Grim Student Debt Statistics – Historic Levels

Student debt is now at a historic high in the United States.

Last month the Wall Street Journal reported the following grim student debt statistics:

  • Student loan debt was $364 billion in 2004 and over $1 trillion in 2013.
  • The Federal Reserve Bank of New York reported that as of the fourth quarter of 2012 only about 40% of student borrowers were paying down their loans.
  • 17% of all loans were delinquent, defined as 90 days past due.
  • 14% of borrowers who were not officially delinquent had the same balance as the previous quarter.
  • 30% had increases in their balances.
  • More students are attending college and taking out bigger loans and a weak job market has impacted student re-payment.

There are ways to graduate with manageable debt but you must take the necessary steps before you turn in a single college application.

College GuideI devote many pages in my book, The New College Guide: How to Get In, Get Out, and Get a Job to avoid graduating with a student loan bill that will impact your life after graduation.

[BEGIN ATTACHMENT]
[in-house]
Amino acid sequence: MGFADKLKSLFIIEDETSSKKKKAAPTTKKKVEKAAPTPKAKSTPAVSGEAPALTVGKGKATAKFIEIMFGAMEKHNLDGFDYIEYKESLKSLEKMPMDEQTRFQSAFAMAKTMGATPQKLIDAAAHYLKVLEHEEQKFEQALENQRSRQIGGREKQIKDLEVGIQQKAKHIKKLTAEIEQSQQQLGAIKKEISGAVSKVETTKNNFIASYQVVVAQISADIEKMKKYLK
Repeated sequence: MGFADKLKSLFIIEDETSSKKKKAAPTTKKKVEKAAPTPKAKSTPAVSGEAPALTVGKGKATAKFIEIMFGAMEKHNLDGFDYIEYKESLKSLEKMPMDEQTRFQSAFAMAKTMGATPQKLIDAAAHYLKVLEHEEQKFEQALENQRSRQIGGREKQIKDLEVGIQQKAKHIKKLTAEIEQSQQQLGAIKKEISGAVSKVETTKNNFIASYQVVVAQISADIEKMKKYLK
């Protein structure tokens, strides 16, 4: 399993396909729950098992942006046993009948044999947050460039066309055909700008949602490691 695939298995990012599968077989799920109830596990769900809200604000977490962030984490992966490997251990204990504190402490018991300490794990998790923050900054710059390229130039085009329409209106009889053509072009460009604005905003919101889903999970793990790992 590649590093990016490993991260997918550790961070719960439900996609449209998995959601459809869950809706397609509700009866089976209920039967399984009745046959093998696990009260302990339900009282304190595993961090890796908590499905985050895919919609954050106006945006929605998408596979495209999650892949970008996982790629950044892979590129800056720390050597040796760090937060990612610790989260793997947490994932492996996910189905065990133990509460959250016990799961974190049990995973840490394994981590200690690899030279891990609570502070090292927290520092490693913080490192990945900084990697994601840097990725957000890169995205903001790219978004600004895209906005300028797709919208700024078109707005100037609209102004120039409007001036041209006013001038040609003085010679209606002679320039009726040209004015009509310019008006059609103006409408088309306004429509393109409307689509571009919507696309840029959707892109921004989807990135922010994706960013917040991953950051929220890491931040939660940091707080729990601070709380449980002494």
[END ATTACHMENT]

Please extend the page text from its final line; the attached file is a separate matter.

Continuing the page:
Read the book and don’t become a negative statistic.

How Much Debt Ratio Is Too Much?

How much debt is too much?






On March 28th, the Boston Globe reported:

According to the New America Foundation and The Wall Street Journal:

  • The average undergraduate student loan bill was nearly $30,000 last year.
  • 2012 medical school graduates owed an average of almost $162,000.
  • 2012 law school graduates owed, on average, almost $141,000.
  • Business school graduates in 2012 owed an average of, $42,000.
  • Education majors with a master degree owed almost $51,000.
  • Graduate students’ debt loads increased 43% from 2004 and 2012. In 2012, one out of every 10 graduate students owed about $150,000.
  • Undergraduate students’ debt loan increased 39% from 2004 to 2012.

Implications for colleges and universities